Archive for June 2012
It is a tough spot for Governor Bob McDonnell. He is the governor of a state in the heat of a presidential battle and he wants to be loyal to his party’s candidate. But he also has to continue to govern. He is now leading a state during a time where his opportunity to build a legacy is becoming shorter and shorter. That difficulty became an even bigger challenge when the Supreme Court upheld the Affordable Care Act. It is a law McDonnell has fought against, but one that has enorormous implications in the day to day operations of the Commonwealth.
If health care reform continues to move forward (and with the high court’s ruling that seems more and more likely) Virginia must begin to take action to prepare for the bigger parts of its implementation, which begins in earnest in 2014. The best example is the creation of health benefits exchange. It is a power states have to do for themselves, but if they wait, the feds will do it for them.
Republican governors like McDonnell are being careful to not start the implementation, for fear it may look like they have given up the fight on repealing the law. But democrats are now pouncing on the inaction, accusing the GOP of playing politics with people’s health care.
Here is my story from NBC12:
Now that the health care law has been deemed constitutional, states across America need to prepare for its continued implementation. But that’s already leading to battles here in Virginia.
The Affordable Care Act requires each state to create a health benefits exchange, where individuals and businesses could find competitive prices for health insurance.
It is supposed to be in place by 2013 and ready to operate in 2014.
In Virginia, both sides can’t agree on a way to make it happen, and politics could be to blame.
During the rocky 2012 Virginia legislative session, lawmakers, like Richmond Delegate Jennifer McClellan, presented legislation to create health benefits exchanges.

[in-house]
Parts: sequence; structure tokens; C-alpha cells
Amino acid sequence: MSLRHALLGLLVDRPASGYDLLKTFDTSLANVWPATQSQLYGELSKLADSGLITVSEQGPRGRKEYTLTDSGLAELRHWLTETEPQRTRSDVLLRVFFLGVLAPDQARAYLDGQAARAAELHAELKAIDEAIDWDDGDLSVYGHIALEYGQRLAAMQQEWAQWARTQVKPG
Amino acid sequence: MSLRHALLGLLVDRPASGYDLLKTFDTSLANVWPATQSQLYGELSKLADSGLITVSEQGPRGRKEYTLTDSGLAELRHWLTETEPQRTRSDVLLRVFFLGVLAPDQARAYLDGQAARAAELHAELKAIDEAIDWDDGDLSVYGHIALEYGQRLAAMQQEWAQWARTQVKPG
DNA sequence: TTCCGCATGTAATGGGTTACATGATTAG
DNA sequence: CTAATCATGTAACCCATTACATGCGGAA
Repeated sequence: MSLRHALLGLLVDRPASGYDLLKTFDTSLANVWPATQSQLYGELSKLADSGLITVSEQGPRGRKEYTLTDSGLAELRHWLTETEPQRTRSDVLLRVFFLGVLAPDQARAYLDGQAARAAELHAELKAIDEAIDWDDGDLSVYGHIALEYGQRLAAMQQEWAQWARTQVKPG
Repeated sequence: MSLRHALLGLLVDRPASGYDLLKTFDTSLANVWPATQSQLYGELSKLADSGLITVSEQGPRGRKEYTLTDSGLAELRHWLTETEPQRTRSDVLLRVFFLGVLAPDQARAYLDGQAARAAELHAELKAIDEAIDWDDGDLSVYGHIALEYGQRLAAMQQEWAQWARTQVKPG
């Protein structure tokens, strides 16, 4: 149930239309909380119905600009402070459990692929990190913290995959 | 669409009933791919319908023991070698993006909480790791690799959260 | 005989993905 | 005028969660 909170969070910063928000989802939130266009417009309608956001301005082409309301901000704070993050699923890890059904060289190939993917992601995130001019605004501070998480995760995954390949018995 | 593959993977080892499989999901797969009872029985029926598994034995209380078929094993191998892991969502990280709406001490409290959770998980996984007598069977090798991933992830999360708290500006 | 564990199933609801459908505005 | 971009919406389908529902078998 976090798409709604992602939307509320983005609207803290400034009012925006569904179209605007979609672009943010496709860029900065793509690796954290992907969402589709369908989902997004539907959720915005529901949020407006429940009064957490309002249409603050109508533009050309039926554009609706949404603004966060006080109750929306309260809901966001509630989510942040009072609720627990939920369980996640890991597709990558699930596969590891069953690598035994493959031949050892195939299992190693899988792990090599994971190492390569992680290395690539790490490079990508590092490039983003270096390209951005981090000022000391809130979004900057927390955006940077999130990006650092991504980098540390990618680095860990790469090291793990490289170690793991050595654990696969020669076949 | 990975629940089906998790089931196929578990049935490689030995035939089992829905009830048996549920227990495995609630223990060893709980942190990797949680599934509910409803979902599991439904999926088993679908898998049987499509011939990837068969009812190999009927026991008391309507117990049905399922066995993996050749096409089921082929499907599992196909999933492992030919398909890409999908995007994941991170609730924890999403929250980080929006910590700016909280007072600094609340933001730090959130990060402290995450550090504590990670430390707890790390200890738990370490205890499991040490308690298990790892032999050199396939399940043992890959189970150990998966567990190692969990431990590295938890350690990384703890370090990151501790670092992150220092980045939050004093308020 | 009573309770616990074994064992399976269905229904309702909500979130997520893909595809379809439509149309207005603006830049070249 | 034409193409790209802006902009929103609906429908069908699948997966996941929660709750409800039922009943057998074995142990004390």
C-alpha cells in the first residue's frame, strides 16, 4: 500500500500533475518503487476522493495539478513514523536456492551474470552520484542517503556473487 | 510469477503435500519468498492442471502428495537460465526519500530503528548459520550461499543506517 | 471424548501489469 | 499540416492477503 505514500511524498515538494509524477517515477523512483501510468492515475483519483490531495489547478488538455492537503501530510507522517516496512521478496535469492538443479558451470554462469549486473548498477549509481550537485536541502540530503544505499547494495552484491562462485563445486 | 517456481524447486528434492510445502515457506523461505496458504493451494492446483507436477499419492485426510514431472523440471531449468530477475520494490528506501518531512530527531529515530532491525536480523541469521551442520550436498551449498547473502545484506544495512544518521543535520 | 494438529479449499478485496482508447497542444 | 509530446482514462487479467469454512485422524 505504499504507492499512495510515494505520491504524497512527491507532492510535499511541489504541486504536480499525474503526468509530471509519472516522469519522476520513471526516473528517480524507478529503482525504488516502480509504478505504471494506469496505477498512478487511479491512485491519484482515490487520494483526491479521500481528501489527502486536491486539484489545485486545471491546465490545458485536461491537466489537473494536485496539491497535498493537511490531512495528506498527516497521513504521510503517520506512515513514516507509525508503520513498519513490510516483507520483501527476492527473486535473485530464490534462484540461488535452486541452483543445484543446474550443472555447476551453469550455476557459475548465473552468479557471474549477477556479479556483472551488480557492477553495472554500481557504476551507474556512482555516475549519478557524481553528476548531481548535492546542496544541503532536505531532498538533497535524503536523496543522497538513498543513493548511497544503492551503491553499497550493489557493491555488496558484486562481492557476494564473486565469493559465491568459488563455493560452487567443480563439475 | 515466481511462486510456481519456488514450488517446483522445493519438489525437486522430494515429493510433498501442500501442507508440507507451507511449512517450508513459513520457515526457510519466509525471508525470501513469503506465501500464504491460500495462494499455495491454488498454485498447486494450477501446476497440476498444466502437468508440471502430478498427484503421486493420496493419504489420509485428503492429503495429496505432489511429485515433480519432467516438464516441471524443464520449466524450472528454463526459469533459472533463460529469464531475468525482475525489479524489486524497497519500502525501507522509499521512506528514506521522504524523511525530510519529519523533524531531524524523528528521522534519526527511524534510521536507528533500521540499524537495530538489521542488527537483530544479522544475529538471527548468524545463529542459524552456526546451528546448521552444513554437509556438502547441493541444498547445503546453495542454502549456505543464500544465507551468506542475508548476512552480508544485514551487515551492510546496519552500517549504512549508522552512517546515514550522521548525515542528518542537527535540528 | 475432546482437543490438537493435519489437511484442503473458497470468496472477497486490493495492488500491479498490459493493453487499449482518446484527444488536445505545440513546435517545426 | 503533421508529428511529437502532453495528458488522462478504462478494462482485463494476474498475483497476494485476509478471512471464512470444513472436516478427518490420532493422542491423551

But things got a tad bit off track.
Social issues dominated the docket, pushing a debate on exchanges to the side. Meanwhile the health care law looked to be in constitutional danger, and a presidential election was heating up.
Now the high court has ruled, and McClellan is back, asking for a special session to start the process of the benefits exchange.
“We have lost precious time, and federal resources,” said McClellan. She believes it is time for the governor and Virginia republicans to accept the fact that health care reform is moving forward.
But while the Supreme Court has had its say, the presidential election is still in full swing and the Governor Bob McDonnell’s chosen candidate has promised “obamacare” won’t be around for long.
read the rest of the story on NBC12.com
Full statements from Del. McClellan and the governor’s office can be found after the jump.
It was the kind of decision that brought angst to one side and joy to the other. There isn’t much room in the middle, when it comes to the Affordable Care Act Supreme Court ruling, so it is not a surprise that both sides had a different perspective on what comes next.
Rep. Eric Cantor made it clear this will be the decision that could decide the election.
“President Obama staked his presidency on this legislation,” he said. He then challenged his supporters to get use the ruling to run to the ballot box.
“I think it is very important for folks to engage in this debate,” said Cantor. ”And know that the decision we make in November will have a very personal impact on every American.”
Extended clips from Rep. Cantor can be found below:
Meanwhile, Democratic Sen. Mark Warner couldn’t have had a more different take. Simply described in two words:
Warner said the time for partisan bickering over the health care law has passed. He believes people care more about the economy and debt.
“Even if they don’t like the health care law,” Warner said. ”They want to know how am I going to find a better job, when is this economy going to grow?”
You can see Warner’s full interview below:
Our complete report from TV on NBC12.com.